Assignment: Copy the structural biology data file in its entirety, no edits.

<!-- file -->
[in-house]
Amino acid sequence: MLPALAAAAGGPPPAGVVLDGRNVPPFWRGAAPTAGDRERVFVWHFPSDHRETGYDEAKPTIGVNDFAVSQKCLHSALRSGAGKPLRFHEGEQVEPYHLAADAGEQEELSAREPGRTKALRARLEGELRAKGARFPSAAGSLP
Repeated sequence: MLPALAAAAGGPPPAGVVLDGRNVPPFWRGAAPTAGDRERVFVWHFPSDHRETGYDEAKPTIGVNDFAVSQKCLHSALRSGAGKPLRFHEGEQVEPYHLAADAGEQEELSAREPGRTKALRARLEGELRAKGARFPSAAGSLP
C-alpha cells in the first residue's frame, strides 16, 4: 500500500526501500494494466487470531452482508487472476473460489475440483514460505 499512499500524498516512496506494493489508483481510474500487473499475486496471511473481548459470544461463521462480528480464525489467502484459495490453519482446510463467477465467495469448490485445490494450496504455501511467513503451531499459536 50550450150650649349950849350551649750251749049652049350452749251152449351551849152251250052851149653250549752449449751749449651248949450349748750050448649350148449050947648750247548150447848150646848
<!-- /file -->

[in-house]
Amino acid sequence: MLPALAAAAGGPPPAGVVLDGRNVPPFWRGAAPTAGDRERVFVWHFPSDHRETGYDEAKPTIGVNDFAVSQKCLHSALRSGAGKPLRFHEGEQVEPYHLAADAGEQEELSAREPGRTKALRARLEGELRAKGARFPSAAGSLP
Repeated sequence: MLPALAAAAGGPPPAGVVLDGRNVPPFWRGAAPTAGDRERVFVWHFPSDHRETGYDEAKPTIGVNDFAVSQKCLHSALRSGAGKPLRFHEGEQVEPYHLAADAGEQEELSAREPGRTKALRARLEGELRAKGARFPSAAGSLP
C-alpha cells in the first residue's frame, strides 16, 4: 500500500526501500494494466487470531452482508487472476473460489475440483514460505 499512499500524498516512496506494493489508483481510474500487473499475486496471511473481548459470544461463521462480528480464525489467502484459495490453519482446510463467477465467495469448490485445490494450496504455501511467513503451531499459536 50550450150650649349950849350551649750251749049652049350452749251152449351551849152251250052851149653250549752449449751749449651248949450349748750050448649350148449050947648750247548150447848150646848